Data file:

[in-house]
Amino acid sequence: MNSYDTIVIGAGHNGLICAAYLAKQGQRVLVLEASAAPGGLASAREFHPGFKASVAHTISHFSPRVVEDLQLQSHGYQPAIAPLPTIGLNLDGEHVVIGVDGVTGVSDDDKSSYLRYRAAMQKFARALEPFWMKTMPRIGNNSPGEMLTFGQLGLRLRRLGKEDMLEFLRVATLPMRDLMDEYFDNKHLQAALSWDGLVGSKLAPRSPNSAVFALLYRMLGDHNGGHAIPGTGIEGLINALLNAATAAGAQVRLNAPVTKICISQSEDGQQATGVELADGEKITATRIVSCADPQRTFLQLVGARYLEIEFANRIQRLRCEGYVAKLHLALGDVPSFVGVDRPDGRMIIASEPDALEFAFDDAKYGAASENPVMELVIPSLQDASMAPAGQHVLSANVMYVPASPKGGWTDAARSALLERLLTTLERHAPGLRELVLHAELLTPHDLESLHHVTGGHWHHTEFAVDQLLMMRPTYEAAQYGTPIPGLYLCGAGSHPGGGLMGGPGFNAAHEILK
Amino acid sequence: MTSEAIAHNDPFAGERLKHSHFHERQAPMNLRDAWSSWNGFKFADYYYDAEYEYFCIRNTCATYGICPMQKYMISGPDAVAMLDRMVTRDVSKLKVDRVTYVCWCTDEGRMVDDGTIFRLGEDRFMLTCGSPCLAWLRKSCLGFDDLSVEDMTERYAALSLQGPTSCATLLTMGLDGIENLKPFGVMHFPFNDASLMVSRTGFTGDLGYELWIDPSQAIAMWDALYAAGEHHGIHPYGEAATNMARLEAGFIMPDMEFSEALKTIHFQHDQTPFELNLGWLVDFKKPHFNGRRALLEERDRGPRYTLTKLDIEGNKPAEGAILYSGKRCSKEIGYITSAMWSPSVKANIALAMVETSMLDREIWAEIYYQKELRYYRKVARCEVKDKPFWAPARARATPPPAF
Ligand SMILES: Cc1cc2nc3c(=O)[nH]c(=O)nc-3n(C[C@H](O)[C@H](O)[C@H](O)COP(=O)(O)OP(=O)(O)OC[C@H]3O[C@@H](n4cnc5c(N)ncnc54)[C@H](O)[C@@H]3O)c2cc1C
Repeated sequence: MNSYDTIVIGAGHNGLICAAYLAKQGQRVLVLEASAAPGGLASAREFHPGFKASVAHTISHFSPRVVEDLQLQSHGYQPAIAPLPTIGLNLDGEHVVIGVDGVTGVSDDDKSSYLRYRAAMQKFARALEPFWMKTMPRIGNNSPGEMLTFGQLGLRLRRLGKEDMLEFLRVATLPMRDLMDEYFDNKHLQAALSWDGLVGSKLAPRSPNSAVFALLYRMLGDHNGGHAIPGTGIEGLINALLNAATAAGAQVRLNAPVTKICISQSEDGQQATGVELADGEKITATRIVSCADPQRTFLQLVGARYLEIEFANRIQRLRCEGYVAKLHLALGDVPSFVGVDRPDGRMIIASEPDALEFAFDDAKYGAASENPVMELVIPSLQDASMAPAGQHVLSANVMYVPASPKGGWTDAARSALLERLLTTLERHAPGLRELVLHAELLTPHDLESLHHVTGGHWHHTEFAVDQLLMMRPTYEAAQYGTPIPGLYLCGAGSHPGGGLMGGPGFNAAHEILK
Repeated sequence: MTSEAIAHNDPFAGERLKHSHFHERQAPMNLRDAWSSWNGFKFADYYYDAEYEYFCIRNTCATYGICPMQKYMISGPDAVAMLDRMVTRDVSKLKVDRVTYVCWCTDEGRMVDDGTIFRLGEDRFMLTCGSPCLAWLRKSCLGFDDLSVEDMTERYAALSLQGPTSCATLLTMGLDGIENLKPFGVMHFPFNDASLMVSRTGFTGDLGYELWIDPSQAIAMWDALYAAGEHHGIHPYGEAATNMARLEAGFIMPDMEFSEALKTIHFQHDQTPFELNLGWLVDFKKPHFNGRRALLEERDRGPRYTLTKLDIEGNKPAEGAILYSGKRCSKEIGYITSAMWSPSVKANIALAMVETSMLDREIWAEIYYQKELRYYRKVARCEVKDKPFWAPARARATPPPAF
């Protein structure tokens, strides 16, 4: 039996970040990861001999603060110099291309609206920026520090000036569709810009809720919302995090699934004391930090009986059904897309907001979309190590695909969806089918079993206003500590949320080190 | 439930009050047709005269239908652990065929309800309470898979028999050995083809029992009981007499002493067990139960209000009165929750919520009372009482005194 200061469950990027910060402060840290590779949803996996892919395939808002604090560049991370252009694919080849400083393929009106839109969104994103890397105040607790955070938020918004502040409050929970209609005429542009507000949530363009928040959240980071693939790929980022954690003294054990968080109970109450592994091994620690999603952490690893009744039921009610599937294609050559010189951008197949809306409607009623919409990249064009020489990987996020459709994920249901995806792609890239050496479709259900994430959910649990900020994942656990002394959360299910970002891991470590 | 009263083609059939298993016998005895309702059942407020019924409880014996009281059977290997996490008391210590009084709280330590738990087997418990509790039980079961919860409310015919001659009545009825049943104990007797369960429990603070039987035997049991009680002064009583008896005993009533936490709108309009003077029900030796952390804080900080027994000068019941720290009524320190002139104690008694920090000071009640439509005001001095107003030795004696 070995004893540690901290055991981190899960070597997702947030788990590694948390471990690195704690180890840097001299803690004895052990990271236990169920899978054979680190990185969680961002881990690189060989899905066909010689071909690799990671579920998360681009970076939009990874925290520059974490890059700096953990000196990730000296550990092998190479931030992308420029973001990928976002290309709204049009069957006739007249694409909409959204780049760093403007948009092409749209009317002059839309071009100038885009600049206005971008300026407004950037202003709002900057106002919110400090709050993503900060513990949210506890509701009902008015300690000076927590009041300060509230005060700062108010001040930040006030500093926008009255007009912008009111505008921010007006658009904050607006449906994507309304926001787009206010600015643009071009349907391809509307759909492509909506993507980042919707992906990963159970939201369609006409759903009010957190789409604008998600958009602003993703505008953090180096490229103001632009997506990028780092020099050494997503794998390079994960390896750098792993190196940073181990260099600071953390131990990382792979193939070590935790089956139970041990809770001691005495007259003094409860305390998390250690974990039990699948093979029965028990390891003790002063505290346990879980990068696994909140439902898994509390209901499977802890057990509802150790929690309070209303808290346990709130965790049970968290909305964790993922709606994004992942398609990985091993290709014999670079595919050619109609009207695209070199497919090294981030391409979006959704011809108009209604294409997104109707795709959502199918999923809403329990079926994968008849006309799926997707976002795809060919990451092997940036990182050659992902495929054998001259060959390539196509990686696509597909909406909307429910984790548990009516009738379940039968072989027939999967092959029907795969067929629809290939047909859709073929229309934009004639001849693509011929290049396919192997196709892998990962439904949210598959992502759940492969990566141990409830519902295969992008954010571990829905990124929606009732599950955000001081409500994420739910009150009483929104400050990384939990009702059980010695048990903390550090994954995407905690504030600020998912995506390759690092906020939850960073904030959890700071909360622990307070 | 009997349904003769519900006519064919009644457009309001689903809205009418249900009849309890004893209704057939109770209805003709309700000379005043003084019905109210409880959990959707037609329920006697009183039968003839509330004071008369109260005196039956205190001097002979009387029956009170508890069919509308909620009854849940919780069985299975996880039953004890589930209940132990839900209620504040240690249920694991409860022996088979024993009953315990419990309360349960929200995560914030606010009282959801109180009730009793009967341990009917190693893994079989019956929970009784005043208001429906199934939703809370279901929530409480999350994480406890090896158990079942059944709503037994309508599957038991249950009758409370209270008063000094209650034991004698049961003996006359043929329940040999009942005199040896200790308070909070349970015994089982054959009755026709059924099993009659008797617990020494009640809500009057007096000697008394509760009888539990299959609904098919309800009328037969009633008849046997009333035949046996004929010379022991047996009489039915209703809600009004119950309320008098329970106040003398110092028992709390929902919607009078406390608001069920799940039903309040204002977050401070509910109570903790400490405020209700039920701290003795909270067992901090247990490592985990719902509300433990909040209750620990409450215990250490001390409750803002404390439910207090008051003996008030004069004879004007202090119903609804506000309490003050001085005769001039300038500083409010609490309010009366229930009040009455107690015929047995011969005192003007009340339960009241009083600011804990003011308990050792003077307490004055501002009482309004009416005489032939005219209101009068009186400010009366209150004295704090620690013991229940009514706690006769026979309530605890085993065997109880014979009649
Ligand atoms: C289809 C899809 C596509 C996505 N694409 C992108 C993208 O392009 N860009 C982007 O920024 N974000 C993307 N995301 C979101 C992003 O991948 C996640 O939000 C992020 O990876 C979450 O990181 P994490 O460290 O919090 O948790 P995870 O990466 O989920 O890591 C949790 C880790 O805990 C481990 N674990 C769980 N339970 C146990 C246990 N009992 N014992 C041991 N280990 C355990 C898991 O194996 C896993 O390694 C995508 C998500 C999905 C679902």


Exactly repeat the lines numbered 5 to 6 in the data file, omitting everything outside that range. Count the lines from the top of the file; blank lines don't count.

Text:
Repeated sequence: MNSYDTIVIGAGHNGLICAAYLAKQGQRVLVLEASAAPGGLASAREFHPGFKASVAHTISHFSPRVVEDLQLQSHGYQPAIAPLPTIGLNLDGEHVVIGVDGVTGVSDDDKSSYLRYRAAMQKFARALEPFWMKTMPRIGNNSPGEMLTFGQLGLRLRRLGKEDMLEFLRVATLPMRDLMDEYFDNKHLQAALSWDGLVGSKLAPRSPNSAVFALLYRMLGDHNGGHAIPGTGIEGLINALLNAATAAGAQVRLNAPVTKICISQSEDGQQATGVELADGEKITATRIVSCADPQRTFLQLVGARYLEIEFANRIQRLRCEGYVAKLHLALGDVPSFVGVDRPDGRMIIASEPDALEFAFDDAKYGAASENPVMELVIPSLQDASMAPAGQHVLSANVMYVPASPKGGWTDAARSALLERLLTTLERHAPGLRELVLHAELLTPHDLESLHHVTGGHWHHTEFAVDQLLMMRPTYEAAQYGTPIPGLYLCGAGSHPGGGLMGGPGFNAAHEILK
Repeated sequence: MTSEAIAHNDPFAGERLKHSHFHERQAPMNLRDAWSSWNGFKFADYYYDAEYEYFCIRNTCATYGICPMQKYMISGPDAVAMLDRMVTRDVSKLKVDRVTYVCWCTDEGRMVDDGTIFRLGEDRFMLTCGSPCLAWLRKSCLGFDDLSVEDMTERYAALSLQGPTSCATLLTMGLDGIENLKPFGVMHFPFNDASLMVSRTGFTGDLGYELWIDPSQAIAMWDALYAAGEHHGIHPYGEAATNMARLEAGFIMPDMEFSEALKTIHFQHDQTPFELNLGWLVDFKKPHFNGRRALLEERDRGPRYTLTKLDIEGNKPAEGAILYSGKRCSKEIGYITSAMWSPSVKANIALAMVETSMLDREIWAEIYYQKELRYYRKVARCEVKDKPFWAPARARATPPPAF